TRAVIS COUNTY, Texas — On Friday, restaurants across Texas started reopening dining spaces. Some owners, however, decided not to run the risk in an effort to keep employees safe and limit the spread of the coronavirus.
Arash Saberi, owner of Spinners Bar and Grill in Austin and Railyard Bar and Grill in San Marcos, was one of those owners who decided not to open his locations' dining areas.
"I take my employees' temperature; we have a log; we check symptoms, make sure they're all feeling OK; we wipe down all the menus, even when people come in to pick up their food, we make sure it's contactless," Saberi said.
Spinners Bar and Grill currently sells food and drinks on a to-go and takeout basis. According to Saberi, the location falls under the distinction of a bar, but for the past 18 months, Saberi said the location has sold more food than alcohol, effectively making it more of a restaurant. Under Gov. Greg Abbott's orders, bars are not allowed to open dining areas in any capacity. Restaurants can open their dining rooms with a maximum of 25% occupancy.
Railyard Bar and Grill is strictly closed, despite it being a restaurant with more food than alcohol sales, according to Saberi. Saberi plans to open it at least on a to-go and takeout basis on May 14, four days before Abbott revisits the reopen orders for the state.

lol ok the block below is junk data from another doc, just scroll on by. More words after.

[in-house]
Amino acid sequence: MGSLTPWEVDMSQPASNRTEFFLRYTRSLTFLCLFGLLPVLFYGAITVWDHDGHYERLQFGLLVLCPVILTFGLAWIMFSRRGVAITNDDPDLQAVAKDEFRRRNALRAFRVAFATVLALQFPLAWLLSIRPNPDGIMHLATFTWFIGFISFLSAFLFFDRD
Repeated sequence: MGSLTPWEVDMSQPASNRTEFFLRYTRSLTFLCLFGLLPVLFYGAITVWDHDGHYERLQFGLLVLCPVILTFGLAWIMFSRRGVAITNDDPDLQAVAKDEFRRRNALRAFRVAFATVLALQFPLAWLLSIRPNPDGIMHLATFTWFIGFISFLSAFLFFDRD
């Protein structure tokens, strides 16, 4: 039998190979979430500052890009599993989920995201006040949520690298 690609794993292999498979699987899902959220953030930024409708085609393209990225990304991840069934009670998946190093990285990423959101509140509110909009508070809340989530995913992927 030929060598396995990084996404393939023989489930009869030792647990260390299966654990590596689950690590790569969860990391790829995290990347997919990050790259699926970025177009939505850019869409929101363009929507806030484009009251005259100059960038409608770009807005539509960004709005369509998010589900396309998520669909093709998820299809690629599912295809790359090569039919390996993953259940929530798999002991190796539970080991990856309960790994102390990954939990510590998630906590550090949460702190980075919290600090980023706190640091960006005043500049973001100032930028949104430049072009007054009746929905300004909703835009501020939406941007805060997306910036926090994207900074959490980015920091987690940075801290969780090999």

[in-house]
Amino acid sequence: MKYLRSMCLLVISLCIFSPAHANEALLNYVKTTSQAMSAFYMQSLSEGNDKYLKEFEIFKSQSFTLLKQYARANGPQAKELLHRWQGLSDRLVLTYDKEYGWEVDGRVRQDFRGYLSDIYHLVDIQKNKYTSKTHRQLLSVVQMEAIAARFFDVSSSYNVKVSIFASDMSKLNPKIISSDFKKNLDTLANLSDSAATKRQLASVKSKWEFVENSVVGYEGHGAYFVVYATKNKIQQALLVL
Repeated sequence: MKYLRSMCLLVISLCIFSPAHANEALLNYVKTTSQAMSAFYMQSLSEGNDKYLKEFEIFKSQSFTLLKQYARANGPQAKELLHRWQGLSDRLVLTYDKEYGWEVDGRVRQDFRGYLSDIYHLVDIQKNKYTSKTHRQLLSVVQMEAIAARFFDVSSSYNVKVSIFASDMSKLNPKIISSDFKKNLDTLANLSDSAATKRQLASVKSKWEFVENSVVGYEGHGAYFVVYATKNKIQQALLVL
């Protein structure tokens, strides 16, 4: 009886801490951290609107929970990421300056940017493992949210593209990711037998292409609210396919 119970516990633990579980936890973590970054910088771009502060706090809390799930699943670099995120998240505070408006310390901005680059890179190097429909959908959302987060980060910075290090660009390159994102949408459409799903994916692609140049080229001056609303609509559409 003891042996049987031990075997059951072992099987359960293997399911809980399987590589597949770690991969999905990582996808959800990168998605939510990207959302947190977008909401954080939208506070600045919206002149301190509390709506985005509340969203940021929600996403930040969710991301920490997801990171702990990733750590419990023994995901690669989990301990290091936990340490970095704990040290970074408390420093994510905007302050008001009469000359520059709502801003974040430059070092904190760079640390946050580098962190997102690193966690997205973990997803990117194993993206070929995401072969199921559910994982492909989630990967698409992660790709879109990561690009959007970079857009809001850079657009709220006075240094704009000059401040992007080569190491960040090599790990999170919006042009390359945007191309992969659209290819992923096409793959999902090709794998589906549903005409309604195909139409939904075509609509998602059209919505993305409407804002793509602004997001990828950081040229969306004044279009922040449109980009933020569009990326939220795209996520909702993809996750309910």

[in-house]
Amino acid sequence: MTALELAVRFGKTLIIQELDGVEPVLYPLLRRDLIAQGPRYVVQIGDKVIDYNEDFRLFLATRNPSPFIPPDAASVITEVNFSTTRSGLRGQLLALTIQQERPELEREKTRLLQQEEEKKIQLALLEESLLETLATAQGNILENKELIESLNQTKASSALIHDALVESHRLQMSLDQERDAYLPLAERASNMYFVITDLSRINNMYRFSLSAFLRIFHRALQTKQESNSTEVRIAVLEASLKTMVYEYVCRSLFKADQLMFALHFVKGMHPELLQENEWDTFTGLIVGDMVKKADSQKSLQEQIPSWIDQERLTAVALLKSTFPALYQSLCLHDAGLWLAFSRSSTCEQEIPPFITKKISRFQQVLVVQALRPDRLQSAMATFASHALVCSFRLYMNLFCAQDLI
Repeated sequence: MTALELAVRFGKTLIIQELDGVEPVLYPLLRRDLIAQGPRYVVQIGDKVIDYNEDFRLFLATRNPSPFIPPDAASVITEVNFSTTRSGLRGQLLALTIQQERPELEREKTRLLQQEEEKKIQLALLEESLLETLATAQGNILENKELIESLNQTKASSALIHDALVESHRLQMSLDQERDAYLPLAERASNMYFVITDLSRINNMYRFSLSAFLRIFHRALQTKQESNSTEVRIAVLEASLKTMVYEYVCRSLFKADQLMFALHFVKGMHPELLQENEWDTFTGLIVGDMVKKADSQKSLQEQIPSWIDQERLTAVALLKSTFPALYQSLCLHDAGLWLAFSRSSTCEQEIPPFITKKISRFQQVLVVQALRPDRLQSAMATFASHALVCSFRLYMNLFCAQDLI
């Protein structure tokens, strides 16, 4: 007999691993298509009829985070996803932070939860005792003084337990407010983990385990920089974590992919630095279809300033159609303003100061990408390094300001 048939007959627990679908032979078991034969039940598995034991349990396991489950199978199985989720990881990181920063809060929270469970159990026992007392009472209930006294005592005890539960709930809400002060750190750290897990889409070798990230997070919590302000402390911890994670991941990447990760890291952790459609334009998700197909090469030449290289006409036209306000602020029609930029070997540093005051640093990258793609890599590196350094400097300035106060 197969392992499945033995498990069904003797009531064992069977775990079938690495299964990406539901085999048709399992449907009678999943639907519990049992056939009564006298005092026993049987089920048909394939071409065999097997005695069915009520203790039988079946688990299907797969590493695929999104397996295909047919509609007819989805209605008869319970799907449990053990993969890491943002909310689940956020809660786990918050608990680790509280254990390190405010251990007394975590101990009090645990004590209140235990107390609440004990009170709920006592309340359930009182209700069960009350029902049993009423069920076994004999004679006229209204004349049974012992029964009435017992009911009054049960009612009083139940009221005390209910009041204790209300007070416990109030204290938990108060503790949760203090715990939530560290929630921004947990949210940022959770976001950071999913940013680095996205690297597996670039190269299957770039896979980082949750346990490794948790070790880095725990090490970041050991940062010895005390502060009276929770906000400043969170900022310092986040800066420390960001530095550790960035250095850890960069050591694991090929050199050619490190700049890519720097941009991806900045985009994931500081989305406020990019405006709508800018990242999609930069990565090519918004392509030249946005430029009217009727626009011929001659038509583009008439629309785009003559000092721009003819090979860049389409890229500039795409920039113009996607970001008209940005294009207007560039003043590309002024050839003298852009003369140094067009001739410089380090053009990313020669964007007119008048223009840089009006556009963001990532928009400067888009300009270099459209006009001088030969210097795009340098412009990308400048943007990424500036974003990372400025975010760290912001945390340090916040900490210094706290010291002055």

With a handful of locations across Travis County, the owner of Gossip Shack said he plans to keep selling meals on a to-go and takeout basis too.
"Give me a day or two without another incident or a positive test or even a death, and then I would consider opening back up," Michael Blaylark said. "Until then, it's not worth the risk."
Two of his three restaurant locations are open. All employees from the three restaurants are working at the two that are open. Blaylark said it's just too early to open restaurant dining areas in any capacity.
Both Blaylark and Saberi want to see more testing before opening up dining areas.
For restaurants that have opened dining areas on Friday, it raises the question of how quickly the virus will spread and how to notify customers if somebody gets diagnosed with COVID-19.
That's where contact tracing comes into play. If somebody contracts the coronavirus, they must tell people with whom they've come into extensive contact. Once that's done, each of those people must quarantine for 14 days. If any symptoms arise in those who may have been exposed, they must get tested for the virus and the cycle starts again with whomever they have had extensive contact with.
If a customer simply walks by another and then contracts coronavirus days later, the passing customer does not necessarily have the virus and won't be told through contact tracing.
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